QUESTION: My Mother recently died. I am the only survivor. I never married or had children and have no close friends. Who will take care of me if I become ill? What can a single person do to make her wishes known? I do have a will and POA.
I am impressed that you are looking ahead at how your life will unfold. Most people just live into their lives and are unprepared when serious, life changing events occur.
Here are some thoughts for your future. Having a will and Power of Attorney is a start but you also need an Advance Directive and to state the medical direction you want your life to take when you can no longer speak for yourself. Give this copy to your attorney and primary physician as well as any other doctors you may be working with.
Along with your Advance Directive you want to make someone your Durable Medical Power of Attorney. It can be the same person as your Power of Attorney but just having a POA does not give that person the control of your physical destiny. Being alone you will need to look to someone you trust, a good friend, your attorney. Sit down with this person and have a long conversation with them not only about the Advance Directive you have filled out but your inner thoughts about living and dying. You are giving them the power over your life and death. They will be speaking for you when you cannot speak for yourself so you need to be open and direct with them.
My thoughts for my declining years is that I will probably move in with one of my children as my parents and in-laws moved in with me and their parents moved in with them: Our family circle. Not everyone has that family tradition or even ability. I’m sure there are many others in your situation who have no family to look to for care. So what to do? Start looking at senior communities. Communities that offer independent apartments, assisted living, and in patient care. Begin your research now when you don’t need them and develop a plan.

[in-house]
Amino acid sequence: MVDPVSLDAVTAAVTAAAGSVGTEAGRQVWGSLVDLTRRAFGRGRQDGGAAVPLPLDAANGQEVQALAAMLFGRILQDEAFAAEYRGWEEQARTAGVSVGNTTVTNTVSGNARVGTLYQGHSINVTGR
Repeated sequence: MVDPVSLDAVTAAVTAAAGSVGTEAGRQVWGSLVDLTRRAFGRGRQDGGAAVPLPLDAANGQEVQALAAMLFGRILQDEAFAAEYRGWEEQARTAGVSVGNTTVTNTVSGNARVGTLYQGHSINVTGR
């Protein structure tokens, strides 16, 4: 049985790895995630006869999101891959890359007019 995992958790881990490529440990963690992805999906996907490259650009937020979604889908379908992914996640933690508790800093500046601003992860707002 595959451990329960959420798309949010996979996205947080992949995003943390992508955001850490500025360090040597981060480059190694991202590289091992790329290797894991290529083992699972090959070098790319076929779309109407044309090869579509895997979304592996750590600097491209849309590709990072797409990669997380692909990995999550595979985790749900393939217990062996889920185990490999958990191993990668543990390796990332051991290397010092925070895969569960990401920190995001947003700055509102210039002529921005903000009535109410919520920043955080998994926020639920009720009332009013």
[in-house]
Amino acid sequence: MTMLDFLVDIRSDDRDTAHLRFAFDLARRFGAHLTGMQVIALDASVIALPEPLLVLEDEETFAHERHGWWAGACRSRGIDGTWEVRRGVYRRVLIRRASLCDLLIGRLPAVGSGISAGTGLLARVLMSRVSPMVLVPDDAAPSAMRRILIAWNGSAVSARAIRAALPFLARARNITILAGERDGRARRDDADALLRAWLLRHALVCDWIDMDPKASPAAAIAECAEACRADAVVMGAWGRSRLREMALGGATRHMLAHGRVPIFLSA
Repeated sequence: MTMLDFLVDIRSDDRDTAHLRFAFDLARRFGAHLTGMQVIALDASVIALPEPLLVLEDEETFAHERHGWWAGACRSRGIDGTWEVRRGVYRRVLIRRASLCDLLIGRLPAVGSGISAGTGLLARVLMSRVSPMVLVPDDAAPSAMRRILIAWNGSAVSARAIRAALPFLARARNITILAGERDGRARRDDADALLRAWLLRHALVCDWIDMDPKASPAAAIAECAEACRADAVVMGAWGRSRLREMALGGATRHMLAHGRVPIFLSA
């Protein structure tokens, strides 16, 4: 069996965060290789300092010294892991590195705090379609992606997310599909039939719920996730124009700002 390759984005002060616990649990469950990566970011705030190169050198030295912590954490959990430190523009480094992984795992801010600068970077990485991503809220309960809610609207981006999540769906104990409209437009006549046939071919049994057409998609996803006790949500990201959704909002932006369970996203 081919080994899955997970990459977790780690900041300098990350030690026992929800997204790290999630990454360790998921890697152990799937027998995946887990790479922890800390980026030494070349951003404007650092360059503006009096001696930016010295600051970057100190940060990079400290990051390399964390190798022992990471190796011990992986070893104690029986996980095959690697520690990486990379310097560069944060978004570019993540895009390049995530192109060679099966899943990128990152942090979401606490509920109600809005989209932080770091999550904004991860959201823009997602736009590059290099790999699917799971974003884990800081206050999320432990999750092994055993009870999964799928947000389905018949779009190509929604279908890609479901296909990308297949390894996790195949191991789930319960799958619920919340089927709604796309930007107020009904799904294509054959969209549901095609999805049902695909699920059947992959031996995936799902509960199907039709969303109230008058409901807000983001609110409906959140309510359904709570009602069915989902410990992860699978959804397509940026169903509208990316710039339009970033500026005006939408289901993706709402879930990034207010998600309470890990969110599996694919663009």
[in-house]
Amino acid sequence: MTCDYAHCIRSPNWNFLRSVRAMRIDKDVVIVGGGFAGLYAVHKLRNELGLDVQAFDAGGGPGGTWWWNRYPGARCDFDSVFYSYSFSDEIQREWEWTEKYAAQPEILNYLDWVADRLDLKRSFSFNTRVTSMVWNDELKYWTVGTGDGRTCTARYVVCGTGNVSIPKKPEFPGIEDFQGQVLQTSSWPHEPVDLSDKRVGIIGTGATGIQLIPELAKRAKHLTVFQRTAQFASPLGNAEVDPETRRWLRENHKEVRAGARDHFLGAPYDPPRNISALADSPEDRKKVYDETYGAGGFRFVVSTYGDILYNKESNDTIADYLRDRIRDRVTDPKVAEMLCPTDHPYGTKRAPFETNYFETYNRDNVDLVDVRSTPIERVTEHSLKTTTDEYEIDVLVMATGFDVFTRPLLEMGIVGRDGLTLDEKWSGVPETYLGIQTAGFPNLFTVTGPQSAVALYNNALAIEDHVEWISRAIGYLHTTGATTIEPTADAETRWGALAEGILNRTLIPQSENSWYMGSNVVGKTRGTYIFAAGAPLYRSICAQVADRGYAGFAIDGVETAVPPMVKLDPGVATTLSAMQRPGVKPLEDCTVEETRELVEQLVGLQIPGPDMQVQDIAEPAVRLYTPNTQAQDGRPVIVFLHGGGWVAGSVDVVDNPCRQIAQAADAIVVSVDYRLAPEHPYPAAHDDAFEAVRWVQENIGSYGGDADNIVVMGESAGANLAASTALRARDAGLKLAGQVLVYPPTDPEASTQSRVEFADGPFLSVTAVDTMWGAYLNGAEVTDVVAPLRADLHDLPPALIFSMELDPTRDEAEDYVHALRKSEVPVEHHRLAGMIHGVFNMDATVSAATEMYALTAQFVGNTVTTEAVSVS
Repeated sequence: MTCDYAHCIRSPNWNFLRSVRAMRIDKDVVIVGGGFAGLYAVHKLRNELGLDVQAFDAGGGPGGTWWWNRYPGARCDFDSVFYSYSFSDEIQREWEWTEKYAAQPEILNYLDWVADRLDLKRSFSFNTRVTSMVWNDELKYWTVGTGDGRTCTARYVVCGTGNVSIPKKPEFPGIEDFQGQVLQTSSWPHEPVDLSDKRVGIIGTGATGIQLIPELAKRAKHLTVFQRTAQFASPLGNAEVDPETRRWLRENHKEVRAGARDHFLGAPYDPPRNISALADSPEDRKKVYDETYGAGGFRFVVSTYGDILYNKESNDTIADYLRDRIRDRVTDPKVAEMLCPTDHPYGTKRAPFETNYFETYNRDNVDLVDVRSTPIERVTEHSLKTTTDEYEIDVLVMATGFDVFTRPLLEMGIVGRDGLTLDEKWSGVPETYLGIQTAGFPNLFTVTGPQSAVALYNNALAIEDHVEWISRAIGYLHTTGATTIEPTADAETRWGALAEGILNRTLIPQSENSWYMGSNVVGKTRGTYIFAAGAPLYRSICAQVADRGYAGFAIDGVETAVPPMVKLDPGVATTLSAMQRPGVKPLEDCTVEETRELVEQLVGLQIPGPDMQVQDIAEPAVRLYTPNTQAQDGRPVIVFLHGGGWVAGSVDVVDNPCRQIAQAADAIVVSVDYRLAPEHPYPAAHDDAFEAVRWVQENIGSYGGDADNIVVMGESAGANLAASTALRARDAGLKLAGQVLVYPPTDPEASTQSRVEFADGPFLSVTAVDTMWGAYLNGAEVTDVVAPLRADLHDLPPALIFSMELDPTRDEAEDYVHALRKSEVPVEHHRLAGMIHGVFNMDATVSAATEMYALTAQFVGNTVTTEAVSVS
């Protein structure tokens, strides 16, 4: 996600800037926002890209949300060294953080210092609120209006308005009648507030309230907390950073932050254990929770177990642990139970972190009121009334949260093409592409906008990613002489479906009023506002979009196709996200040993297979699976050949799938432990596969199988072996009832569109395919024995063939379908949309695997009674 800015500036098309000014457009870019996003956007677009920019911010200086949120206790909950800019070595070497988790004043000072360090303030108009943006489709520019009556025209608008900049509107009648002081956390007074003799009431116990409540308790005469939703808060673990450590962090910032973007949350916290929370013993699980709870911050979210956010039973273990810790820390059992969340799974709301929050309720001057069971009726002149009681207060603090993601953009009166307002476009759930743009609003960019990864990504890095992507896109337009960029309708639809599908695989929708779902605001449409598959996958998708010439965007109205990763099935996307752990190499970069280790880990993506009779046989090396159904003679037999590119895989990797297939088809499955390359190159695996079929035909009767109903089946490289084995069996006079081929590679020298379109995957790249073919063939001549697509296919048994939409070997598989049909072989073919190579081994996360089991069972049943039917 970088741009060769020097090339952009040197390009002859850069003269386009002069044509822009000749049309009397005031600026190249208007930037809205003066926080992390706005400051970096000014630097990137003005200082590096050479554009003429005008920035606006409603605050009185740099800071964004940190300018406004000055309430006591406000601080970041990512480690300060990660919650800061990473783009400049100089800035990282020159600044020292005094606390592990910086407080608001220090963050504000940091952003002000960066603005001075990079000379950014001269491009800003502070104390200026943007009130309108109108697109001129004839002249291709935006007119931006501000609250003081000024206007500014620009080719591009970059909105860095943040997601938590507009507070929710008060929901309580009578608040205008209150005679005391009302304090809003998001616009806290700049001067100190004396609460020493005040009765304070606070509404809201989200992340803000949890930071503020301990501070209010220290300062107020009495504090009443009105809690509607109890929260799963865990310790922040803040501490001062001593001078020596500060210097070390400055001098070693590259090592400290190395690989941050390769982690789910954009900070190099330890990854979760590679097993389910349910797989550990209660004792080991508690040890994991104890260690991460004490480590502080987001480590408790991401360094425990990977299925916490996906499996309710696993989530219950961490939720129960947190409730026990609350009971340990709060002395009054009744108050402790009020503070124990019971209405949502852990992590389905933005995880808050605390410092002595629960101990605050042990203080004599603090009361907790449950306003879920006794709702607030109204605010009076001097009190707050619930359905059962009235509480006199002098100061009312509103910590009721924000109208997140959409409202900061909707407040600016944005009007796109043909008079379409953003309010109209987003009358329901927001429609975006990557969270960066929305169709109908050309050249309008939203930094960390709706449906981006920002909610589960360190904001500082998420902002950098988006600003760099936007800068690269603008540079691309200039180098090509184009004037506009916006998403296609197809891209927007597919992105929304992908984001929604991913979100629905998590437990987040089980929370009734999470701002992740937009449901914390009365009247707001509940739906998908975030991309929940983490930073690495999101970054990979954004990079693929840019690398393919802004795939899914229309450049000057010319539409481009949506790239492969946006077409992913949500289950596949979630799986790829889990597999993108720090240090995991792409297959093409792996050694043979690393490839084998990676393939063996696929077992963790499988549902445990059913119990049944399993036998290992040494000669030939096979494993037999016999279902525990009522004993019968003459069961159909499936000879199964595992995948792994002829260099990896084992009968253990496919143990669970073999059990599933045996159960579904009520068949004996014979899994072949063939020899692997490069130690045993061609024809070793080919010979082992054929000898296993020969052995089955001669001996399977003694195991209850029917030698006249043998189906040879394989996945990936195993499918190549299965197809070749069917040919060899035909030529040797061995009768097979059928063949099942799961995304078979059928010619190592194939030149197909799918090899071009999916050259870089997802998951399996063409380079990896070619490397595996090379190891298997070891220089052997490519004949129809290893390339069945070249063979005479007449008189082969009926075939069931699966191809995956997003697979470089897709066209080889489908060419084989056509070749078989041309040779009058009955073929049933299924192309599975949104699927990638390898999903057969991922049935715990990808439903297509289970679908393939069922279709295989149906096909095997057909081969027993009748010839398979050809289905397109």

Most American’s, in a relatively healthy body, can expect to live into their 80’s and even 90’s but may not be as independent as we want to be. The body gets harder to maneuver and maintain. As much as we all want to stay independent and in our own home, in the last year or six months of our life we will probably need some assistance. Having a plan of how and where you will physically live is a reassuring idea.
Financially, this costs money. Our health care system, Medicare, provides fairly well for diagnosis and treatment for cure and maintenance but is not so helpful when it comes to home care, end of life care and custodial care. (The majority of bankruptcies in the US are the result of medical bills.) What end of life care reimbursement needs is inclusion of in-home supervision and shift work.
In the months before death from disease (a gradual death) a person reaches the point where they cannot take care of themselves. Someone must be with them. Not everyone has the money to hire in-home 24 hour care.
To qualify for Medicaid a lot of hoops must be jumped through. Many people have too much money for Medicaid yet not enough money for in-home care. As good as some in-home care is, it is expensive and all private pay unless you have a policy for long term care: A policy that will pay for you to be in a nursing facility and will pay for in-home care. I strongly recommend you get such a policy.
Not that I expect our “good friends” to look after us when we are approaching the end of our life but we all need friends in our lives. People we can play with, relate to, have conversations with, share with, laugh with. Friends are an important part of living. Connecting and interacting helps keep us healthy. In your question to me you said you had no “close friends”. As important as it is to plan for our future as we approach our final act of living it is equally important to live fully and happily until we are dead.
Having friends, interacting with others, is an important part of that living. Even introverts need one or two people with whom to relate. I don’t know how old you are, if you are a “senior” yet, but no matter your age, make the goal for yourself to make some friends. Interact and build a small network of friends and acquaintances. Not to take care of you in your older age (you are developing a plan for that) but to fully live your life now.
Something More about The Only Survivor...
I have written more extensively on Advanced Directives and a Durable Power of Attorney in The Final Act of Living. Do Not Resuscitate, Funerals, Cremation, and Grief are also covered in the book with so much more. The Final Act of Living is a comprehensive book that offers information on all aspects of the end of life experience.